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1. I just realised something.

What is 4.4444... to 2 decimal places?
2. 4.44?
3. hmm. do you see where I'm coming from though. Usually when you see a 4 you look to the next number to see if it makes that 4 a 5, in which case you round up rather than down. but if it goes on forever, you'll never stop looking.
4. (Original post by mik1a)
hmm. do you see where I'm coming from though. Usually when you see a 4 you look to the next number to see if it makes that 4 a 5, in which case you round up rather than down. but if it goes on forever, you'll never stop looking.

It's along similar lines to 0.9999999... = 1 I guess.
5. yeah I did that in the olympiad handbook... I thought there's no way you can prove 0.999 recurring equals one but you do the algebra and it works :s
6. But what is the actual theory behind it though?
7. (Original post by mik1a)
yeah I did that in the olympiad handbook... I thought there's no way you can prove 0.999 recurring equals one but you do the algebra and it works :s
8. (Original post by bono)
Do the a = 0.999999.....

therefore 10a = 9.999999....

10a -a = 9a = 9

therefore a = 1

ie 0.999999.... = 1
9. The theory behind what? I just came across this when I was thinking about recurring decimals. How do you round a recurring decimal whose digits' rounding (up or down) depends on the next digit behind that.
10. (Original post by 2776)
Do the a = 0.999999.....

therefore 10a = 9.999999....

10a -a = 9a = 9

therefore a = 1

ie 0.999999.... = 1
Ahhh right, yes.
11. (Original post by mik1a)
The theory behind what? I just came across this when I was thinking about recurring decimals. How do you round a recurring decimal whose digits' rounding (up or down) depends on the next digit behind that.
I bet theres a deep math theory behind all of this. Or maybe I'm mistaken.
12. Another approach is to show that between any two real numbers there is another real number. So if .999999 =/= 1 then there is a number such that 0.9999... < x < 1. This contradicts itself, since no number can have a digit more than 9 without going over one, if you get my drift.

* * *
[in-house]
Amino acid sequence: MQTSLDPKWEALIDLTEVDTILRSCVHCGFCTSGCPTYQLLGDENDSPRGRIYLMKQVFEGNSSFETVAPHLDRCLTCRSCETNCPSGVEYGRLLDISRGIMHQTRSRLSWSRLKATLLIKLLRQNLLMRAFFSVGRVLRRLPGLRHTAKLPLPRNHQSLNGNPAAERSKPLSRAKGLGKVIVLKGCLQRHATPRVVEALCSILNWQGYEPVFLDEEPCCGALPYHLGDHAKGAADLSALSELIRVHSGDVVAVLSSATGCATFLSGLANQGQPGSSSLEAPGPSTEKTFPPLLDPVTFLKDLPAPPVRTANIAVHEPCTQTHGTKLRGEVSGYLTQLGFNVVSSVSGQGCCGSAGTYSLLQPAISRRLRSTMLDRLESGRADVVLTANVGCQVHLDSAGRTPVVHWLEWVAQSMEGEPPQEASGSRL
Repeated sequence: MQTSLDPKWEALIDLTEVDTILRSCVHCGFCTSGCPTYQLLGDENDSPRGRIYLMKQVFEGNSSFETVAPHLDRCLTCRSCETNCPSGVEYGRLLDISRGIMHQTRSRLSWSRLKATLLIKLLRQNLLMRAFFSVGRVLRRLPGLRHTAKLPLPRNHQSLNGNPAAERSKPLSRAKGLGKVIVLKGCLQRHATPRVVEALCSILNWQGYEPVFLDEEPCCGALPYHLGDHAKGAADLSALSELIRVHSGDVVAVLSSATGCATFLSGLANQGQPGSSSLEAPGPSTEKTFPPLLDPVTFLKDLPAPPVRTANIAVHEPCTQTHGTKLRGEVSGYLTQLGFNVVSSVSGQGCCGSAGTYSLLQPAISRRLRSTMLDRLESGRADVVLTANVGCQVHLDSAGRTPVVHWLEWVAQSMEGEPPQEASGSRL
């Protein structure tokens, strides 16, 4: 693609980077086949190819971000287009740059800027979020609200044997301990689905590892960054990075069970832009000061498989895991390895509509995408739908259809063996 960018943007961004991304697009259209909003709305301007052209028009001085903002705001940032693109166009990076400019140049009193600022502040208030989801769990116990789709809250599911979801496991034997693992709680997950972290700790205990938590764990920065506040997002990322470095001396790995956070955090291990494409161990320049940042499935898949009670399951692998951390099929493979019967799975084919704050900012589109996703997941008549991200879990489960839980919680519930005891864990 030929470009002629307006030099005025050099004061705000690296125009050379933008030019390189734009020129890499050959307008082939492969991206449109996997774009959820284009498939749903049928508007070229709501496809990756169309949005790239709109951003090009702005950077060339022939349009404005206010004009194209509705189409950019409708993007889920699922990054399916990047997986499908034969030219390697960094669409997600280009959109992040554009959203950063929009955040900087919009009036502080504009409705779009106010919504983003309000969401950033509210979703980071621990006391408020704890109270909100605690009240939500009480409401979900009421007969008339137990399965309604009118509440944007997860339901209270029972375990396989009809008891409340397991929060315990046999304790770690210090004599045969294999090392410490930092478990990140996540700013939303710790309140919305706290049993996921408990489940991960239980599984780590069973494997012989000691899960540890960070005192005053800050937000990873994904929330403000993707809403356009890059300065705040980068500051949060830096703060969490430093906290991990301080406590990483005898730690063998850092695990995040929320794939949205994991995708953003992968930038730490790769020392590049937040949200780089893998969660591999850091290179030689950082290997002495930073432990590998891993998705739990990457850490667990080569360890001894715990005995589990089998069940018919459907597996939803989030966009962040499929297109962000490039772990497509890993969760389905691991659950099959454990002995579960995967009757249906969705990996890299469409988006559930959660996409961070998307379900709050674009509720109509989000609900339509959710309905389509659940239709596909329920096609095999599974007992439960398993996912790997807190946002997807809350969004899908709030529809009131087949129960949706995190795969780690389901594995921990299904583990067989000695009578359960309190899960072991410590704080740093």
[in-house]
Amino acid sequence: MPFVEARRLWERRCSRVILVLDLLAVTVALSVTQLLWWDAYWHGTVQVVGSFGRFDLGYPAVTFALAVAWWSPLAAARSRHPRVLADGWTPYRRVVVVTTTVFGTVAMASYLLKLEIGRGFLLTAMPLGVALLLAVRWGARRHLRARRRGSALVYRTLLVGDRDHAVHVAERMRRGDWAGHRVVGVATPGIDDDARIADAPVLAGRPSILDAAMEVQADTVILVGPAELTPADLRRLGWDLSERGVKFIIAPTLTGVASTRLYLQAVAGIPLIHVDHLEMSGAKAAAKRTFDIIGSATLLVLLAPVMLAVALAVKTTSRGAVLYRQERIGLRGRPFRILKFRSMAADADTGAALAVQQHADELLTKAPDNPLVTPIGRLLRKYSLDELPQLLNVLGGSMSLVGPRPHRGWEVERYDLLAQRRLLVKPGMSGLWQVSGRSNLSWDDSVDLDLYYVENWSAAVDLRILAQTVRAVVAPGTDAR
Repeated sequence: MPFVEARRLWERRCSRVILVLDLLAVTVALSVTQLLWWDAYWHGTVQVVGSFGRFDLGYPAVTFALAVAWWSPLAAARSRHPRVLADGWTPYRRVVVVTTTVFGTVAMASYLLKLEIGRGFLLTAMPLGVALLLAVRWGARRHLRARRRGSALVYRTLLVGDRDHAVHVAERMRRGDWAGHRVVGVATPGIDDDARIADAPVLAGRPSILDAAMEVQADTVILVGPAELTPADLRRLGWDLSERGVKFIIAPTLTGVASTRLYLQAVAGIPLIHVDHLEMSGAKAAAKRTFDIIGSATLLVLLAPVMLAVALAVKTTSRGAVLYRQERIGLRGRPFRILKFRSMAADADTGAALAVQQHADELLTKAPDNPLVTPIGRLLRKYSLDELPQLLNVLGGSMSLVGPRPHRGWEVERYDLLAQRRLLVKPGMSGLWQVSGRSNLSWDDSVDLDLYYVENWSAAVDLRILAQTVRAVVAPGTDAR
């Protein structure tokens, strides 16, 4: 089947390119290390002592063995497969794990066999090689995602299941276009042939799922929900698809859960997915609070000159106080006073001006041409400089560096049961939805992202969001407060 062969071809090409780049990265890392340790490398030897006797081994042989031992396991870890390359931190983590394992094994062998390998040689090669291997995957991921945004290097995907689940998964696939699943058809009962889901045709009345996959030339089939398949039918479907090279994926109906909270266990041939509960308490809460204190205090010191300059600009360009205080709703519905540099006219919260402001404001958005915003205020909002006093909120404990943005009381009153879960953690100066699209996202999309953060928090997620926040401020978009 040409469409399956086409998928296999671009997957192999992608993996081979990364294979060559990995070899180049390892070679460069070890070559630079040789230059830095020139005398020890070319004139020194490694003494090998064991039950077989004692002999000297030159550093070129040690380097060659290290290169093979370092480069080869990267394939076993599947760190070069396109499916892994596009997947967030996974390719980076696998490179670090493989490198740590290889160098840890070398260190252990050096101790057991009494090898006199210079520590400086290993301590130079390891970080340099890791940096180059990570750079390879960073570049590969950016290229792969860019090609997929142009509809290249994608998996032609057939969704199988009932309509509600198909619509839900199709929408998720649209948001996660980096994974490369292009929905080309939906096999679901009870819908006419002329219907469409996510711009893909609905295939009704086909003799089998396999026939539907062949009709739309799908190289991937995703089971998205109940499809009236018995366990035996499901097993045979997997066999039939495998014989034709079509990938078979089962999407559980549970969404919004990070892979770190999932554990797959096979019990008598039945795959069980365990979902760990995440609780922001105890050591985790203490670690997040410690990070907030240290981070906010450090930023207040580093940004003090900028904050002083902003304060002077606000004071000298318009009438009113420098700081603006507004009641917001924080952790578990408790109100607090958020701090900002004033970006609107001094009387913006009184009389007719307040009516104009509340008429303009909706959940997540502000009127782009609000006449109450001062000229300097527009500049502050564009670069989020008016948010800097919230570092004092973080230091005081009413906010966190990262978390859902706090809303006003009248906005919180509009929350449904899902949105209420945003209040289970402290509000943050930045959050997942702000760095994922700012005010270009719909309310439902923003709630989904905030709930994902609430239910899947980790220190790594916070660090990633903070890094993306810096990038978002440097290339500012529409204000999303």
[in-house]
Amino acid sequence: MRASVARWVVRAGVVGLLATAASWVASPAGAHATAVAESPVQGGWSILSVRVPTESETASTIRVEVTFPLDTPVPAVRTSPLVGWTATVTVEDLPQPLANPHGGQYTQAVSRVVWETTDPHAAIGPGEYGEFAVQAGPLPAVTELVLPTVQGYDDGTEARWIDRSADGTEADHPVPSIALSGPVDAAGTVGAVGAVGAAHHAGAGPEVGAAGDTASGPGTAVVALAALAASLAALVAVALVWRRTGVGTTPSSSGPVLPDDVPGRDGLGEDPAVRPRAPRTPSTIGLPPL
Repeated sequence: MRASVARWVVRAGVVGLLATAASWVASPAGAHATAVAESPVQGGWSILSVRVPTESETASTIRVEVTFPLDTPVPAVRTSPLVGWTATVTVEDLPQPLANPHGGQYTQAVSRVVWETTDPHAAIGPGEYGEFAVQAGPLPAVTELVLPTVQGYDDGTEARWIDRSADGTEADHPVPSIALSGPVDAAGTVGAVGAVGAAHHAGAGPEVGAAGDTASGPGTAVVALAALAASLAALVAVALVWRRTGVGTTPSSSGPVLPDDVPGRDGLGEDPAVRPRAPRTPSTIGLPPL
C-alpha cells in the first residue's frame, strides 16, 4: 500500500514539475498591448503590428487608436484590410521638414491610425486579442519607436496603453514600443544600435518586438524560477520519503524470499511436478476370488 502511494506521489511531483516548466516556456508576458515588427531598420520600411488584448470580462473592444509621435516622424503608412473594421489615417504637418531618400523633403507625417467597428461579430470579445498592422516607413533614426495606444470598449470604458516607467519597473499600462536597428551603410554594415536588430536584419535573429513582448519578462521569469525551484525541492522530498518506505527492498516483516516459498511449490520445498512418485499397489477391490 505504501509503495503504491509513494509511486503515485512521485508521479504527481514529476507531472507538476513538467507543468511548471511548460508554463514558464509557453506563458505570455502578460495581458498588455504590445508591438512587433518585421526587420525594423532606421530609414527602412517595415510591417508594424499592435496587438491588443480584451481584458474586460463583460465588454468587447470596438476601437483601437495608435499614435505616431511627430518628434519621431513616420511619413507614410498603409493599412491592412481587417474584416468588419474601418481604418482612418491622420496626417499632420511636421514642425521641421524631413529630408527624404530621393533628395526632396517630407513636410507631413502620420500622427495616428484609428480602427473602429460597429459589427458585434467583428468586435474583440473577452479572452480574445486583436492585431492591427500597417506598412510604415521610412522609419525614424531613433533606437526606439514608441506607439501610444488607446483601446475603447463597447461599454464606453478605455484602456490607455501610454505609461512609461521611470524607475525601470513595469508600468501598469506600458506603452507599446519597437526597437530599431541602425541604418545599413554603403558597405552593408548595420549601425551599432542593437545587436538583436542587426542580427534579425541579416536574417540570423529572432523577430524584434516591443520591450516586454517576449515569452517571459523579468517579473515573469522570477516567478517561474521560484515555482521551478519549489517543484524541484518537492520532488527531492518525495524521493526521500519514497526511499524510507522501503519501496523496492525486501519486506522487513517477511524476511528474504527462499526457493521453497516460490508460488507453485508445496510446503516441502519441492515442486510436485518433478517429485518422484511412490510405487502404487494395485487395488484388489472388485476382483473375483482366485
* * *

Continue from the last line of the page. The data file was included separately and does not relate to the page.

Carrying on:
13. (Original post by theone)
Another approach is to show that between any two real numbers there is another real number. So if .999999 =/= 1 then there is a number such that 0.9999... < x < 1. This contradicts itself, since no number can have a digit more than 9 without going over one, if you get my drift.
i think the other one is more convincing
14. therefore 0.9999... must equal one.. heh.

I'm usually no good at proofs. I usually make up my own notation and have things like a.bnc where b -n- c are the repeated digits, therefore a, b, c, and n (the set of digits between b and c) are all integers between 0 and 10. But I didn't know how to show an integer. Then I made up some formula where

x = a + 0.1b + 0.1^(n+1)n + 0.1^(n+2)c

blah blah

i could go on forever with these strange things.
15. I just go on the basis that if the next number is five or more then round up.

1.046
1.045
1.044

Well 1.046 is closer to 1.05 than 1.04, and 1.044 is closer to 1.04 than 1.05... I just see it very simply...
16. (Original post by 2776)
Do the a = 0.999999.....

therefore 10a = 9.999999....

10a -a = 9a = 9

therefore a = 1

ie 0.999999.... = 1
But if a=0.9999... then 9a cannot equal 9. Not exactly anyway.
17. (Original post by ZJuwelH)
But if a=0.9999... then 9a cannot equal 9. Not exactly anyway.
But you times it by 10 FIRST so it is 9.9999999999999......

And so:

10a - a = 9.99999999999999....... - 0.99999999999999......... = 1

9a = 9

a = 1
18. Write it as an expression with a and n, the number of digits which you take of the recurring decimal 0.999...

Therefore when n = 2, a = 0.99; when n = 5, a = 0.99999

As n increases, a tends to 1. THerefore in a recurring decimal, when n nis infinite, a is one.
19. I guess you can extend it to 0.49999999

If 0.49999999..... is a recurring decimal then multiply it by two:

0.9999999999

and therefore 0.4999999 = 0.5
20. (Original post by 2776)
But you times it by 10 FIRST so it is 9.9999999999999......

And so:

10a - a = 9.99999999999999....... - 0.99999999999999......... = 9

9a = 9

a = 1
<corrected error>

I refuse to accept it, there's a flaw somewhere, that ain't supposed to work...

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